By Gabe Kaminsky
In an address this week to U.S. military forces at the Royal Air Force base in Mildenhall, England, President Joe Biden tried to convince troops climate change is “the greatest threat facing America.”
“You know, when I went over in the Tank in the Pentagon, when I first was elected Vice President, with President Obama, the military sat us down to let us know what the greatest threats facing America were — the greatest physical threats,” Biden said. “And this is not a joke: You know what the Joint Chiefs told us the greatest threat facing America was? Global warming. Because there’ll be significant population movements, fights over land, millions of people leaving places because they’re literally sinking below the sea in Indonesia; because of the fights over what is arable land anymore.”
While some might be shocked at such a claim — one that ignores a whole host of legitimate foreign and domestic threats facing America today — Biden’s rhetoric aligns with his prior remarks, as well as the sentiments from his administration.
In October 2020, in an interview with Dan Pfeiffer, a former senior advisor in the Obama administration, Biden said climate change is the “number one issue facing humanity.” Forget Russia, Communist China, the U.S.-Mexico border crisis, the Black Lives Matter organization, Antifa, Islamic terrorism, or the nation’s suicide and mental health crisis. There is no shortage of items more threatening than an issue both highly politicized and steeped in ambiguous science.
Vice President Kamala Harris noted in her May commencement speech at the Naval Academy that there are three notable threats our military will be tasked to deal with: COVID-19 and preventing pandemics, intelligence hacking, and — you guessed it — climate change. Of course, Harris has yet to take seriously her role as a world leader, and America eagerly awaits her presence as border liaison.
Joint Chiefs of Staff chairman General Mark Milley and Defense Secretary Lloyd Austin testified Thursday before the Senate Armed Services Committee soon after Biden’s address. Foreseeably placed in an odd position by the president, Milley was unwilling to take a firm stance against Biden.
“The president is looking at it from a much broader angle than I am,” Milley testified. “I’m looking at it from a strictly military standpoint. And from a strictly military standpoint, I’m putting China and Russia up there.”
But in a more clear fashion, Austin aligned with Biden. Indeed, his opening statement mentioned the phrase “climate change” 15 times. It was nothing out of left field for the defense secretary, however. After all, it was Austin who spoke at the Leaders Summit on Climate in April and called climate change an “existential threat.”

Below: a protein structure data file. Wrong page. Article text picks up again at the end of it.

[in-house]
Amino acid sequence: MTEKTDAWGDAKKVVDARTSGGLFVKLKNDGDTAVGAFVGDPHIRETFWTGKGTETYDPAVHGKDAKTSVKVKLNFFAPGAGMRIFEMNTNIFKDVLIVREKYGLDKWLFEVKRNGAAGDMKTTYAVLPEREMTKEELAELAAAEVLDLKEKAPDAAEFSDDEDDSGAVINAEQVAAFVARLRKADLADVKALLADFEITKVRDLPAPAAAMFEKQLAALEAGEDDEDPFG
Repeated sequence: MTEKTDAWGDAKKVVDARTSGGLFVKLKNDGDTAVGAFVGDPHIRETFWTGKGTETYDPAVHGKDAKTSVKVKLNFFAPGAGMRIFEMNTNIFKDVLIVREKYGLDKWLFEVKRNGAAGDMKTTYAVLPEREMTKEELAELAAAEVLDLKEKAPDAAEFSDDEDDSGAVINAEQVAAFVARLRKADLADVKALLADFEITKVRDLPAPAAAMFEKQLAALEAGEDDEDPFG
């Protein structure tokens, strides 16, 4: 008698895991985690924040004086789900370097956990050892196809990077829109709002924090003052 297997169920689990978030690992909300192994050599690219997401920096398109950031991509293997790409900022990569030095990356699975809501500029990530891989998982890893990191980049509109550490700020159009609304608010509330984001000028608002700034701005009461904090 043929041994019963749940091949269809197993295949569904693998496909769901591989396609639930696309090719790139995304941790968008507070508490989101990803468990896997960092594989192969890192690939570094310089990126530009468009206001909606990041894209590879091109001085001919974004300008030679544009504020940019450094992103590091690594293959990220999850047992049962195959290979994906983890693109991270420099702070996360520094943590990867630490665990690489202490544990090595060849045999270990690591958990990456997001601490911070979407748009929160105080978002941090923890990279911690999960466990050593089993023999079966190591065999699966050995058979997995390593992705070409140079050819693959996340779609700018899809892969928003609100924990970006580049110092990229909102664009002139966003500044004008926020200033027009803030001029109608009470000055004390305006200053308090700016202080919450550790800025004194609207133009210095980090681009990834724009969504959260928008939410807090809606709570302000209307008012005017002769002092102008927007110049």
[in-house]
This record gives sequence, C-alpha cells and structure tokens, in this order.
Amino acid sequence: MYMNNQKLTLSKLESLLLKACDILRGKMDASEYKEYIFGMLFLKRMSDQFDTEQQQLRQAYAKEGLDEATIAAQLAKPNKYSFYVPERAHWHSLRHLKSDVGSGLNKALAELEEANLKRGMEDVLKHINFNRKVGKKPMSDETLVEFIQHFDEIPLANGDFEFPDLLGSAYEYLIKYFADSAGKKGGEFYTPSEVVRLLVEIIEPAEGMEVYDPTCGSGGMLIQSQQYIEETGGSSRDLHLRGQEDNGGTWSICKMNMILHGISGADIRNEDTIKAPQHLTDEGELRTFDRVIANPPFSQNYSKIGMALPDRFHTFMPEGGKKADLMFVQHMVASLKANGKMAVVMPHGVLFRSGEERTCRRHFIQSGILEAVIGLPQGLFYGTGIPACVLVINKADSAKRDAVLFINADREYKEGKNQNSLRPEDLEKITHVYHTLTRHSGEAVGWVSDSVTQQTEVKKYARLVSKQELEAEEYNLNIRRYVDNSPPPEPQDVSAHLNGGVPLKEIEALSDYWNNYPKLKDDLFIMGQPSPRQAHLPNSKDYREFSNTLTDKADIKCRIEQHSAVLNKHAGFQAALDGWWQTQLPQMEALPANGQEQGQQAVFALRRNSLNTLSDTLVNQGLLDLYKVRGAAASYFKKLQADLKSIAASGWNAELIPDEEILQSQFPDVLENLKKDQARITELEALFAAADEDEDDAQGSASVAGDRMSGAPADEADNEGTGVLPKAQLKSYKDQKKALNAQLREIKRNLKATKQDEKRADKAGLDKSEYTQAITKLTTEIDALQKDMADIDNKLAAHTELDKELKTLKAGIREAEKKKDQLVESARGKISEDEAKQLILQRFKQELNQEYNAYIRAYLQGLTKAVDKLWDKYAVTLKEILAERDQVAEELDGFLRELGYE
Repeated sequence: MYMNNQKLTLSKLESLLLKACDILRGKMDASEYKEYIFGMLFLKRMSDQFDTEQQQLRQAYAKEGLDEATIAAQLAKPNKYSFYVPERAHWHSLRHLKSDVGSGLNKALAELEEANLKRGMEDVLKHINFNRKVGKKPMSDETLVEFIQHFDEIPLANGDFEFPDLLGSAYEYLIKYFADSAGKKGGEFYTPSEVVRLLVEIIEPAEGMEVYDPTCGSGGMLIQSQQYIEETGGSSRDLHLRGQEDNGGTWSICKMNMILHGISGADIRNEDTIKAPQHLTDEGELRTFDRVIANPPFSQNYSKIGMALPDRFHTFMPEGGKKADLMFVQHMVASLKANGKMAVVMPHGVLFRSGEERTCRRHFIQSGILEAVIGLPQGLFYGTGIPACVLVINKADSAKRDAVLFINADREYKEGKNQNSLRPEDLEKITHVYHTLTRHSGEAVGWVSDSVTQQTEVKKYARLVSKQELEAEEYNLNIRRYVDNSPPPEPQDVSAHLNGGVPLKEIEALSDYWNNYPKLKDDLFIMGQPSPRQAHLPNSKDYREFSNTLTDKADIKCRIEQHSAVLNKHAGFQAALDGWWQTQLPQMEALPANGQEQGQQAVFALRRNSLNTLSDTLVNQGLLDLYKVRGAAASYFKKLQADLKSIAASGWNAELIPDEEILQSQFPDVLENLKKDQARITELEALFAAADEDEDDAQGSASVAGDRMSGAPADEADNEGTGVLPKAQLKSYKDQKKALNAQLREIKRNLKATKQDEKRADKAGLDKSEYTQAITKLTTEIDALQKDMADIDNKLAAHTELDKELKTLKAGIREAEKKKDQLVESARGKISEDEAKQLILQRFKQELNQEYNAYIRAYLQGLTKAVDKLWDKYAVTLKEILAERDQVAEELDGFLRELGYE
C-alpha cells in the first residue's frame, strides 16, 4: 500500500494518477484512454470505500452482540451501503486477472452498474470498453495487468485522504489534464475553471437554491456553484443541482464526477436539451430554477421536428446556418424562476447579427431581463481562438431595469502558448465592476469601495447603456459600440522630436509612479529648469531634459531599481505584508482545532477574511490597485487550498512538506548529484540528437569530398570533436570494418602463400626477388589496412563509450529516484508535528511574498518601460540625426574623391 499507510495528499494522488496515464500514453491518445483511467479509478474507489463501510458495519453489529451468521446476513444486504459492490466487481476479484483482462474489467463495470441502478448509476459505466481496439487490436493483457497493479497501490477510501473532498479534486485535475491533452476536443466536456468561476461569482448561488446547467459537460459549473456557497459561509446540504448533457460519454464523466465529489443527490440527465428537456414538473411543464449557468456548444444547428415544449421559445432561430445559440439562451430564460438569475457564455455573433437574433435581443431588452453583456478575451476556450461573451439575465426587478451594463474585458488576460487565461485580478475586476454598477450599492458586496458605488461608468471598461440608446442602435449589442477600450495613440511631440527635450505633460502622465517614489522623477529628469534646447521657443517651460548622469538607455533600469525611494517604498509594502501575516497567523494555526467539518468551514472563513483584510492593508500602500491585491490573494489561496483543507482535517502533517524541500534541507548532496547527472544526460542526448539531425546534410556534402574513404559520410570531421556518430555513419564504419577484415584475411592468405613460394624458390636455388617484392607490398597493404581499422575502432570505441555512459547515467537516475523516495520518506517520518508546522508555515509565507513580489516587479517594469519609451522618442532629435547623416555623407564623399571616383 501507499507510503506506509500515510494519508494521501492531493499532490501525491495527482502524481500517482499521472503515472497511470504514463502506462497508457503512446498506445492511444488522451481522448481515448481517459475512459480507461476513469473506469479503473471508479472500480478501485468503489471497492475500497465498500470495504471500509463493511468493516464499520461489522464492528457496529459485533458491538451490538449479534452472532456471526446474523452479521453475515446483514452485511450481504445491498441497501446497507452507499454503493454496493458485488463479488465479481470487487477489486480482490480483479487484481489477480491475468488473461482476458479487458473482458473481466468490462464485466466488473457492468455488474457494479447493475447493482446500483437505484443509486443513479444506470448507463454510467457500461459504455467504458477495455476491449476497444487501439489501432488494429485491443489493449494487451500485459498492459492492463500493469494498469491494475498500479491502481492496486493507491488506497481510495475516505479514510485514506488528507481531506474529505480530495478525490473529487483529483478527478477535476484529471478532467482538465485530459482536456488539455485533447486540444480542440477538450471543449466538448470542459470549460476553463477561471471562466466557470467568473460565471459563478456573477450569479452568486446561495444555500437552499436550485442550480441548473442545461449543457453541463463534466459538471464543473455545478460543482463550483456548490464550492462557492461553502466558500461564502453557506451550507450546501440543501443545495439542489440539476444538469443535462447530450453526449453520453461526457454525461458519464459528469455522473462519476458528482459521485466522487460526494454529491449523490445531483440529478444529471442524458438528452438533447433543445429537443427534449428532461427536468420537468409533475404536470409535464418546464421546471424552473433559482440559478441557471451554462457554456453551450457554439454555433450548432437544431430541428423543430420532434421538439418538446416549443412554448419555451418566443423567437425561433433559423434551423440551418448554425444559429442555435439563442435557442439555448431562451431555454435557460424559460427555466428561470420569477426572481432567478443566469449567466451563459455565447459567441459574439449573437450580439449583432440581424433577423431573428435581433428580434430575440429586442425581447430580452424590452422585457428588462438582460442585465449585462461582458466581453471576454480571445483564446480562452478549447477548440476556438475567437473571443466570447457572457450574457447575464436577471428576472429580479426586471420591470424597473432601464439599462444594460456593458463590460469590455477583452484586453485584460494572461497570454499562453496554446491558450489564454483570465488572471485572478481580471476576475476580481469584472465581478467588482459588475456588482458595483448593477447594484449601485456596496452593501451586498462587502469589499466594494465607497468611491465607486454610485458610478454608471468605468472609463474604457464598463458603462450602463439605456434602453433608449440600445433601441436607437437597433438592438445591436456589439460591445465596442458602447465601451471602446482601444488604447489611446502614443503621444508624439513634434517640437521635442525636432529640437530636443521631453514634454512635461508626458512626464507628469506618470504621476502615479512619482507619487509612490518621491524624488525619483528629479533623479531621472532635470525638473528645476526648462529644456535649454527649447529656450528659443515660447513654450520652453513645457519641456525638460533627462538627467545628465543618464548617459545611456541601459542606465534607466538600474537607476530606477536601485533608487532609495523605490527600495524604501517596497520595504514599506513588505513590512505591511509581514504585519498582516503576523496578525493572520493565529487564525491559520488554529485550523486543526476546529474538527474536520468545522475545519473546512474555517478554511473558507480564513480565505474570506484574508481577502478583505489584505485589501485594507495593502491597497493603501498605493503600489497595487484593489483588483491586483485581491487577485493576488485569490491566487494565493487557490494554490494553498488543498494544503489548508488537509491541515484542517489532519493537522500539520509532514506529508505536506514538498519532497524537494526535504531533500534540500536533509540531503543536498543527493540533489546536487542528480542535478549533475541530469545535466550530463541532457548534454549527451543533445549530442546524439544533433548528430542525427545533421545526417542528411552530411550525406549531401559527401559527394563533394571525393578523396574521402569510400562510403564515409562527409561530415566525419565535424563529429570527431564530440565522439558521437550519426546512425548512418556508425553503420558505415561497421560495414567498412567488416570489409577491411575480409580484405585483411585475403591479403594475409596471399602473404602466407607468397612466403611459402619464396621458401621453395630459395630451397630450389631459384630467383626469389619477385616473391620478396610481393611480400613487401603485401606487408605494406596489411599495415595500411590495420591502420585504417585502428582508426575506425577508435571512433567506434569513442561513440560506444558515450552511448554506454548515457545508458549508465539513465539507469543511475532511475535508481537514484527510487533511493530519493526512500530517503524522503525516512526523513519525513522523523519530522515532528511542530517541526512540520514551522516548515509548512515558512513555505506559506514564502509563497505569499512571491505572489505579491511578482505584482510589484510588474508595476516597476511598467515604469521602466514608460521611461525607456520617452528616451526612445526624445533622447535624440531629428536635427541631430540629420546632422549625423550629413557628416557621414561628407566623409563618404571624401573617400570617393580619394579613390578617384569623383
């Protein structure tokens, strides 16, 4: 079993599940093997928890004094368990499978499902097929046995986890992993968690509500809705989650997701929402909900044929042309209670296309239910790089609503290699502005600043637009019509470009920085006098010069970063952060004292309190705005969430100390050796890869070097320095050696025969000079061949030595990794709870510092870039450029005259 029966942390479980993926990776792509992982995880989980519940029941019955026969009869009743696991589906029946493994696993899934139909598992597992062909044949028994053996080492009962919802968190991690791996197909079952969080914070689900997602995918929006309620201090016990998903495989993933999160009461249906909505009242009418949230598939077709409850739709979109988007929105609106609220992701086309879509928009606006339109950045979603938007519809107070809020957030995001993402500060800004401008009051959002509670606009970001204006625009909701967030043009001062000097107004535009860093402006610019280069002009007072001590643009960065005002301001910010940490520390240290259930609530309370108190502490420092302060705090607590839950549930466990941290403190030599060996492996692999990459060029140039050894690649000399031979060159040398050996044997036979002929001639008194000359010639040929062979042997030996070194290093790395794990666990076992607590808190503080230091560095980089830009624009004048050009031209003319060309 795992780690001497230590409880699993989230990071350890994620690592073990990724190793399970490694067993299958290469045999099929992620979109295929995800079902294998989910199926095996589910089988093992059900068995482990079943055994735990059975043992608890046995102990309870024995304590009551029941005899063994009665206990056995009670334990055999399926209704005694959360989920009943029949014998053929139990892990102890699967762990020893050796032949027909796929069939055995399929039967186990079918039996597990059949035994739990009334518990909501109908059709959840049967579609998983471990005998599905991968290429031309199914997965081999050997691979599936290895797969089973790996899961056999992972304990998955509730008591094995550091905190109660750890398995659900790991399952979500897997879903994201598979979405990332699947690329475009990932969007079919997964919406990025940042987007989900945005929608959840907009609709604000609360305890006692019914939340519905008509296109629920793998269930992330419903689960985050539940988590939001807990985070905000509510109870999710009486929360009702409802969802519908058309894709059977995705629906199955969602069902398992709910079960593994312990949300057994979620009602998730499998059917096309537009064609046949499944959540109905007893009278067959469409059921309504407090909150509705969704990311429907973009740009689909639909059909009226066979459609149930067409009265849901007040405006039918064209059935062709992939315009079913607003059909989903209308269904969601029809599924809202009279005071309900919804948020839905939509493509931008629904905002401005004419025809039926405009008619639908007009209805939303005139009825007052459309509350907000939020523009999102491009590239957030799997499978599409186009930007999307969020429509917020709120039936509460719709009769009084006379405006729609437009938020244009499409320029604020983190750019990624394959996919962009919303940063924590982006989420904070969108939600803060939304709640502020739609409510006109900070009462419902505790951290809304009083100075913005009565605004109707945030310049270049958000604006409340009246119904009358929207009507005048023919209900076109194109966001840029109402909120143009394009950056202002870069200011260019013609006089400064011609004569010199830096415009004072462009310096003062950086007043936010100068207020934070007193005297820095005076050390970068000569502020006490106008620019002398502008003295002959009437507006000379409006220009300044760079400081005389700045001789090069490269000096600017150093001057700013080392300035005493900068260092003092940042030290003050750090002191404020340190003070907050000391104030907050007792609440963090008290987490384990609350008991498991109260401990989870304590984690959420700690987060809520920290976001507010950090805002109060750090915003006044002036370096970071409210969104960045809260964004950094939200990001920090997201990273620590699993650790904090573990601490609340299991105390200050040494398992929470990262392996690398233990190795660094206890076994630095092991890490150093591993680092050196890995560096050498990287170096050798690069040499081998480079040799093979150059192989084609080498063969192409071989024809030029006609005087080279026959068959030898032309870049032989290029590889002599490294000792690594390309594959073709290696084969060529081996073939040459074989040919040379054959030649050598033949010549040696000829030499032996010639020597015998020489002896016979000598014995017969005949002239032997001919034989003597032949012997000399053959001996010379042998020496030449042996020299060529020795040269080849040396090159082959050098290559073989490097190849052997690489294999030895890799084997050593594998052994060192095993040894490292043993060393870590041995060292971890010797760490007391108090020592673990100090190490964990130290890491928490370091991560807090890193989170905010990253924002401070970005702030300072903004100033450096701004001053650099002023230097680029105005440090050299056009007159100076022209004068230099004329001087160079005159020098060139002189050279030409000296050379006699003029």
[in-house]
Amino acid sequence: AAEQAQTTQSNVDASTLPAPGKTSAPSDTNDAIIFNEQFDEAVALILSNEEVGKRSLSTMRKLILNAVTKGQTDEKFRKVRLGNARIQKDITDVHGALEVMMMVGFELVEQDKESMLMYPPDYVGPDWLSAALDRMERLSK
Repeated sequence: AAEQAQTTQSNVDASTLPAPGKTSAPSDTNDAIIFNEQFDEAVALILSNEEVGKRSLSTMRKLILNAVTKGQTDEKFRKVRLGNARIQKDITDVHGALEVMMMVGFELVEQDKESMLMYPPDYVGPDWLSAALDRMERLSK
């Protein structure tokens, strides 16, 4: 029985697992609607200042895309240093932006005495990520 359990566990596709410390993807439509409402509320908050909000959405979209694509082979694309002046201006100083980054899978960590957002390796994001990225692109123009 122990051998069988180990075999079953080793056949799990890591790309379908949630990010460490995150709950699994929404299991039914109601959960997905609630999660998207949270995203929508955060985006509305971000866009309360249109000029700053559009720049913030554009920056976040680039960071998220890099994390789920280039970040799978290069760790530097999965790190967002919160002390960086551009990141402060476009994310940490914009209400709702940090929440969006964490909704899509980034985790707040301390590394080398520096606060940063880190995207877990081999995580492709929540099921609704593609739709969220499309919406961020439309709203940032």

“Today, no nation can find lasting security without addressing the climate crisis. We face all kinds of threats in our line of work, but few of them truly deserve to be called existential. The climate crisis does,” Austin said, in addition to, “climate change is making the world more unsafe and we need to act.”
Milley and Austin’s remarks are more guarded than Biden and Harris’s but still point to a White House inadequately communicating what represents the greatest crisis facing the United States. Still, while migrants cross the border in numbers unseen in decades, the White House blames climate change for the surge instead of its Remain in Mexico repeal and flimsy stance that signals to illegals that they will face fewer consequences for breaking the law in Biden’s America.
Biden has been more focused on appeasing the far-left wing of the party that thinks we will drop dead if we don’t start devouring insects or buying exorbitant electric cars. To the administration, killing jobs over climate orders, joining a costly international agreement, offering climate change as infrastructure, touting trillion-dollar federal plans, and appointing John Kerry as a climate envoy with no scientific experience are all deemed as more pertinent than any legitimate threats.
Even the U.S. Army has joined the energy bandwagon, releasing a memo titled “U.S. Army: Addressing Climate Change Threats” that states climate change is a “serious threat to U.S. National security interests and defense objectives” and “The Army has a lot to be proud of, yet there is a lot of work to continue to operate efficiently across extreme weather and climate conditions.”
Still, data indicates climate change is not the threat that members of the Democratic Party claim it is. As energy expert Marc Morano pointed out to the Federalist in March, “The alleged ‘climate emergency’ is merely a premise for achieving the political goals that the left has sought for decades.” The aim? Expanding the role of government until it has been involuntarily injected into our homes. And as long as the left operates in a vacuum of idealism and denial, it will continue to hurt the American people.
It is no wonder Biden joked to the troops and said, “I keep forgetting I’m president.” It’s long past time for him to start remembering.